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Technical analysis relies on a vast arsenal of indicators to gauge price movements and identify potential trading opportunities. Two prominent momentum oscillators vying for attention are Connors RSI (CRSI) and Stochastic RSI (Stoch RSI). This blog dives into the world of these indicators, dissecting their calculations, and interpretations, and highlighting the key differences to empower you to make informed choices for your trading strategy.

What is Connors RSI?

The Connors RSI (CRSI) is a technical indicator derived from the well-known Relative Strength Index (RSI) but incorporates additional elements to enhance its responsiveness to price changes. Here's a glimpse into its core:

  • Calculation: CRSI factors in the RSI value, the Rate of Change (ROC) of the price, and the difference between the closing price and the moving average closing price. This combination aims to capture not just the magnitude of price changes but also their momentum and direction.
  • Interpretation: Similar to RSI, CRSI readings range from 0 to 100. Values above 70 generally indicate overbought conditions, while readings below 30 suggest oversold conditions. However, CRSI often generates fewer signals compared to RSI but aims for those signals to be more precise.

What is Stochastic RSI?

The Stochastic RSI (Stoch RSI) is a refinement of the classic Stochastic Oscillator. It adds another layer of analysis by applying the Stochastic Oscillator formula to the RSI values instead of the raw price data to help with your options trading. Let's break it down:

  • Calculation: Stoch RSI involves calculating the %K (fast %RSI) and %D (slow %K) based on the closing price, the highest high, and the lowest low within a specific time period (often 14 days). These values are then plotted to create an oscillator that fluctuates between 0 and 100.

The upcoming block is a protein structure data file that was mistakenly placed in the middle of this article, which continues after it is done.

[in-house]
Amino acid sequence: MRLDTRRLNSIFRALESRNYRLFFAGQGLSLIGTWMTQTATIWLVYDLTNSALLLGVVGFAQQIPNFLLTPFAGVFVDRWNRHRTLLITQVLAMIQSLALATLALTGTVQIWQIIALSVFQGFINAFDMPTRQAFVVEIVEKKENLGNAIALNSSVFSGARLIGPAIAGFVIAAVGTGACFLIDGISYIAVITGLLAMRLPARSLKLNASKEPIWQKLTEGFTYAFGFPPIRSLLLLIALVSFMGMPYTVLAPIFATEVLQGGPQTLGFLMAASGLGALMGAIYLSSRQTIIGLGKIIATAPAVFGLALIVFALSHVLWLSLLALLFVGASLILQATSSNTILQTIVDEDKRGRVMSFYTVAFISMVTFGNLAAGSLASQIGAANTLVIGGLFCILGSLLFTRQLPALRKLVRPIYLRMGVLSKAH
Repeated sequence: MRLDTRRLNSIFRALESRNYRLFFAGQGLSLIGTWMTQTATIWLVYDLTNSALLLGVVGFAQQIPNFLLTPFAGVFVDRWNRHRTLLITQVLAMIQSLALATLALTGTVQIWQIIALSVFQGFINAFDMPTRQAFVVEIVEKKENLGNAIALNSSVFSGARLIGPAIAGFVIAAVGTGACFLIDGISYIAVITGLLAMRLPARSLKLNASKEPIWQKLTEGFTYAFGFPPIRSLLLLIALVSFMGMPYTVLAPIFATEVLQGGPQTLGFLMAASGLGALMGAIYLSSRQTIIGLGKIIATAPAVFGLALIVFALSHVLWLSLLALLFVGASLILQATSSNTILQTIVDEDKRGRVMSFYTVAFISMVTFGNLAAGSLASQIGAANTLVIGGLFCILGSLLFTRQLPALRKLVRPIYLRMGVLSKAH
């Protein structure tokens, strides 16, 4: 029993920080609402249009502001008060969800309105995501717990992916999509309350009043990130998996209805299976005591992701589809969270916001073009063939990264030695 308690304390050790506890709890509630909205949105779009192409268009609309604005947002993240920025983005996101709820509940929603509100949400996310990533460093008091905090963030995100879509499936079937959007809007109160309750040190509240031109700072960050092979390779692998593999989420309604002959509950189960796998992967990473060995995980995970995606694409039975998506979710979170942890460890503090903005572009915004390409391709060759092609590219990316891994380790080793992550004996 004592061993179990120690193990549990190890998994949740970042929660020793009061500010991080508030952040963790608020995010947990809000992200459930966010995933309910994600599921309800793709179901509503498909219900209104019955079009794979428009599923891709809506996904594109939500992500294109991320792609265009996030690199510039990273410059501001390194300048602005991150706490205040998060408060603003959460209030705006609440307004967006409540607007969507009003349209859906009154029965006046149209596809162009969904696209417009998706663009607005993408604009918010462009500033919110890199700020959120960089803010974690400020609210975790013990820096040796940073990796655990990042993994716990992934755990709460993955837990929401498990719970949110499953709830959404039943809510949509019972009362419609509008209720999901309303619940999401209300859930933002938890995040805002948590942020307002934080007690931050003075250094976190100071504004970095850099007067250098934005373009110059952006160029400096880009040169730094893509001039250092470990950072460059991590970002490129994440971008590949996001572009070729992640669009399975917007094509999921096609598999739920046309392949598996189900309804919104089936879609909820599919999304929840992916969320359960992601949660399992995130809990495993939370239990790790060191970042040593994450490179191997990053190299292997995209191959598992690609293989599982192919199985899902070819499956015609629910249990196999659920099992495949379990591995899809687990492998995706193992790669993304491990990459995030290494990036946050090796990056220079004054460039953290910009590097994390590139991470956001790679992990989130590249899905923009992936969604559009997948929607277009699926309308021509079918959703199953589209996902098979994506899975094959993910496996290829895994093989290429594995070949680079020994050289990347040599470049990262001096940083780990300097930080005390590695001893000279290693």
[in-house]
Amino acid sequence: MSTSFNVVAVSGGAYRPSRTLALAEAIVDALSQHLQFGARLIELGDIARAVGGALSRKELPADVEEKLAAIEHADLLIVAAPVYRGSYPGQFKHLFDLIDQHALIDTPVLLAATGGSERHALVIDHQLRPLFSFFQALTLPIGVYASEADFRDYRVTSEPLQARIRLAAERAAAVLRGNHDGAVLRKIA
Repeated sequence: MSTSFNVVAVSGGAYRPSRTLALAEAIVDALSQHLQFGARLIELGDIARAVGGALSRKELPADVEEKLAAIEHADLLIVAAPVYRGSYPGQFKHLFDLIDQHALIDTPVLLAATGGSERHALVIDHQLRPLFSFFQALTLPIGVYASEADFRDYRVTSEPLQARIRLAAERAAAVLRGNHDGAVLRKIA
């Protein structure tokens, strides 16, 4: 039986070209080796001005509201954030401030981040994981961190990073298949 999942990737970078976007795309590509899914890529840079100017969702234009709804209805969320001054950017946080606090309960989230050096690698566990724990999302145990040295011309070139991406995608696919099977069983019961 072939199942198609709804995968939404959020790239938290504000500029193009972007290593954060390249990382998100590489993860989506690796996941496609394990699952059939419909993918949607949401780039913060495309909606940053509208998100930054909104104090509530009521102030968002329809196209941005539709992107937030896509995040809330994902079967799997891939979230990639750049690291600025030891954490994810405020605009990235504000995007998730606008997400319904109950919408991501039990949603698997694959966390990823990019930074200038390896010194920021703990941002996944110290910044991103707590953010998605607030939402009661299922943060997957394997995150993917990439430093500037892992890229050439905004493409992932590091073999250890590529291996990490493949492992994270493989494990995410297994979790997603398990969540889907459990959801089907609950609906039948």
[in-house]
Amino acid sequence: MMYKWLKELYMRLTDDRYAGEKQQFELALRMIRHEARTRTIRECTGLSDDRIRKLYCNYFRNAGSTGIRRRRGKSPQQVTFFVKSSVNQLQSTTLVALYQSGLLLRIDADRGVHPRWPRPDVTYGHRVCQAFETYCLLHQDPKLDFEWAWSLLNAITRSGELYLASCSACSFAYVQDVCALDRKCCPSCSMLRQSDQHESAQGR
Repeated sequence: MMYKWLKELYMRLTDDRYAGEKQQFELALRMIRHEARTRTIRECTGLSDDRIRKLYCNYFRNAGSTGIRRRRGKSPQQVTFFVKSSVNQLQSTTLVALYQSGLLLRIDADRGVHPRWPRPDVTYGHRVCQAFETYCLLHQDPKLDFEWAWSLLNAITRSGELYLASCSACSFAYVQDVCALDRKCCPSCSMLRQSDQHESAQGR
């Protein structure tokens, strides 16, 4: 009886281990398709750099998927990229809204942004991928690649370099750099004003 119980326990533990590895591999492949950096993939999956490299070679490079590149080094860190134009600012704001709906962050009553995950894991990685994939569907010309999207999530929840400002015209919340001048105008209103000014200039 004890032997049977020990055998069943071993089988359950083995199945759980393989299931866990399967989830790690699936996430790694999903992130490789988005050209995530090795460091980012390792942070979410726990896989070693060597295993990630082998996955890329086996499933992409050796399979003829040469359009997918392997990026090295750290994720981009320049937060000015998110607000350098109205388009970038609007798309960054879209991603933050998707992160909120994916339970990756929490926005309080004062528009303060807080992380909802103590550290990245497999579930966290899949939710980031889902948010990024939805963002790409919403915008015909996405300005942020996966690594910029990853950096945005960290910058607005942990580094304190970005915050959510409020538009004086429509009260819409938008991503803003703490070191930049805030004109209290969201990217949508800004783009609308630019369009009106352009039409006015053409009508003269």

• Interpretation: Stoch RSI readings above 80 are typically considered overbought, while readings below 20 suggest oversold conditions. However, due to its focus on short-term price movements, Stoch RSI can generate more frequent signals compared to CRSI.

Connors RSI vs. Stochastic RSI

While both CRSI and Stoch RSI serve as momentum oscillators, some key distinctions set them apart:

  • Responsiveness: CRSI is generally considered more responsive to price changes than Stoch RSI. This can be beneficial for identifying short-term trading opportunities but might also lead to more frequent whipsaws (false signals).
  • Signal Frequency: Stoch RSI tends to generate more trading signals due to its focus on short-term price fluctuations. CRSI, on the other hand, aims for fewer but potentially more precise signals.
  • Overbought/Oversold Levels: CRSI uses the traditional RSI thresholds of 70 and 30 for overbought and oversold conditions, respectively. Stoch RSI employs more extreme levels of 80 and 20.

Which is the right RSI indicator for you?

The optimal choice between Connors RSI and Stochastic RSI depends on your trading style and risk tolerance:

  • Short-Term Traders: If you're a short-term trader who thrives on identifying frequent trading opportunities, Stoch RSI might be a better fit due to its higher signal frequency.
  • Active Traders Seeking Precise Signals: Active traders prioritising high-probability signals might favour CRSI, even though it generates fewer alerts.
  • Combining Indicators: Consider incorporating both CRSI and Stoch RSI into your strategy. Use Stoch RSI for initial signal generation and CRSI for confirmation or to filter out potential false signals.


Both Connors RSI and Stochastic RSI are valuable tools for technical analysis, offering insights into momentum and potential turning points in the market. Understanding their individual characteristics and how they complement each other can empower you to make informed trading decisions. Remember, no single indicator is a crystal ball. Always practise proper risk management and combine technical analysis with other forms of market research before executing trades.